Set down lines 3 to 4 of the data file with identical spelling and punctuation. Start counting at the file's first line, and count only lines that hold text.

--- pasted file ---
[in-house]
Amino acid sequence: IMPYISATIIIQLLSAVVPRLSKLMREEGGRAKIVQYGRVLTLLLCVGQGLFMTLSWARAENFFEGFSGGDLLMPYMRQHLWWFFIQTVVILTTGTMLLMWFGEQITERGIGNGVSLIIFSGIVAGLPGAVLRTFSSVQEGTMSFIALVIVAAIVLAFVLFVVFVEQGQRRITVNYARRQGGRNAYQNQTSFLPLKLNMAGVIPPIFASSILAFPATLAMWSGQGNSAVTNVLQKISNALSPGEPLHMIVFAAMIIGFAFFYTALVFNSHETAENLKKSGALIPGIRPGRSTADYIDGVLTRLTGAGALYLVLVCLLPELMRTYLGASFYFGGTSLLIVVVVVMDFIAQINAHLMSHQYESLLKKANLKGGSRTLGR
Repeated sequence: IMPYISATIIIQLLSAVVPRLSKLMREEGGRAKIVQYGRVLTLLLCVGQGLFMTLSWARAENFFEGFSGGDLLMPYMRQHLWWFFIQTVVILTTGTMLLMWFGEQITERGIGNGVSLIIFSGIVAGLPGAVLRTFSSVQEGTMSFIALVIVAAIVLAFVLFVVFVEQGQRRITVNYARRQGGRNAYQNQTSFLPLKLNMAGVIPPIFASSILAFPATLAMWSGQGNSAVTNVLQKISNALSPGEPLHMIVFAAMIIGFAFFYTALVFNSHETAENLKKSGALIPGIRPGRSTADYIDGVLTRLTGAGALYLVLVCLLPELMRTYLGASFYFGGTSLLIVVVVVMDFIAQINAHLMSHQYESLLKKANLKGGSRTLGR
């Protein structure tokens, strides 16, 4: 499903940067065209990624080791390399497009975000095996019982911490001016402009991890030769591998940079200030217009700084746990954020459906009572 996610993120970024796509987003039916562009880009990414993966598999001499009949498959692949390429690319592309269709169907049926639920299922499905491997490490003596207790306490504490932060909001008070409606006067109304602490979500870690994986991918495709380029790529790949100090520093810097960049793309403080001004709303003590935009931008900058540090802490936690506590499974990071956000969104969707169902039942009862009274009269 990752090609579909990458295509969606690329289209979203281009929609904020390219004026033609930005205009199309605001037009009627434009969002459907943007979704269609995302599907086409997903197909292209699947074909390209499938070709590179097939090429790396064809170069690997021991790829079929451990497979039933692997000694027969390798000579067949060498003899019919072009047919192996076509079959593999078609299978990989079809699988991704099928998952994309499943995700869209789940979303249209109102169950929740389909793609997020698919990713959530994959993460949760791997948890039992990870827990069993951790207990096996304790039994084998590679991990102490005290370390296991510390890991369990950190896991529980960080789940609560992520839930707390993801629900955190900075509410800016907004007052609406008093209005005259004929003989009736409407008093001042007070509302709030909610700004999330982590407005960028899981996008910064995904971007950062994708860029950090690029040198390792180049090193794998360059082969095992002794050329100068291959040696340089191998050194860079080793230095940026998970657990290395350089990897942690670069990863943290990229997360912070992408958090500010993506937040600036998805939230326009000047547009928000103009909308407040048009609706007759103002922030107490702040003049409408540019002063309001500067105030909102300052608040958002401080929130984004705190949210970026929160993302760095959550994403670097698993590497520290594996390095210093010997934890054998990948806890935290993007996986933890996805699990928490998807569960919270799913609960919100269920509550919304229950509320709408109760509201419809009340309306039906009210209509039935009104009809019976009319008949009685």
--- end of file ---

Repeated sequence: IMPYISATIIIQLLSAVVPRLSKLMREEGGRAKIVQYGRVLTLLLCVGQGLFMTLSWARAENFFEGFSGGDLLMPYMRQHLWWFFIQTVVILTTGTMLLMWFGEQITERGIGNGVSLIIFSGIVAGLPGAVLRTFSSVQEGTMSFIALVIVAAIVLAFVLFVVFVEQGQRRITVNYARRQGGRNAYQNQTSFLPLKLNMAGVIPPIFASSILAFPATLAMWSGQGNSAVTNVLQKISNALSPGEPLHMIVFAAMIIGFAFFYTALVFNSHETAENLKKSGALIPGIRPGRSTADYIDGVLTRLTGAGALYLVLVCLLPELMRTYLGASFYFGGTSLLIVVVVVMDFIAQINAHLMSHQYESLLKKANLKGGSRTLGR
């Protein structure tokens, strides 16, 4: 499903940067065209990624080791390399497009975000095996019982911490001016402009991890030769591998940079200030217009700084746990954020459906009572 996610993120970024796509987003039916562009880009990414993966598999001499009949498959692949390429690319592309269709169907049926639920299922499905491997490490003596207790306490504490932060909001008070409606006067109304602490979500870690994986991918495709380029790529790949100090520093810097960049793309403080001004709303003590935009931008900058540090802490936690506590499974990071956000969104969707169902039942009862009274009269 990752090609579909990458295509969606690329289209979203281009929609904020390219004026033609930005205009199309605001037009009627434009969002459907943007979704269609995302599907086409997903197909292209699947074909390209499938070709590179097939090429790396064809170069690997021991790829079929451990497979039933692997000694027969390798000579067949060498003899019919072009047919192996076509079959593999078609299978990989079809699988991704099928998952994309499943995700869209789940979303249209109102169950929740389909793609997020698919990713959530994959993460949760791997948890039992990870827990069993951790207990096996304790039994084998590679991990102490005290370390296991510390890991369990950190896991529980960080789940609560992520839930707390993801629900955190900075509410800016907004007052609406008093209005005259004929003989009736409407008093001042007070509302709030909610700004999330982590407005960028899981996008910064995904971007950062994708860029950090690029040198390792180049090193794998360059082969095992002794050329100068291959040696340089191998050194860079080793230095940026998970657990290395350089990897942690670069990863943290990229997360912070992408958090500010993506937040600036998805939230326009000047547009928000103009909308407040048009609706007759103002922030107490702040003049409408540019002063309001500067105030909102300052608040958002401080929130984004705190949210970026929160993302760095959550994403670097698993590497520290594996390095210093010997934890054998990948806890935290993007996986933890996805699990928490998807569960919270799913609960919100269920509550919304229950509320709408109760509201419809009340309306039906009210209509039935009104009809019976009319008949009685």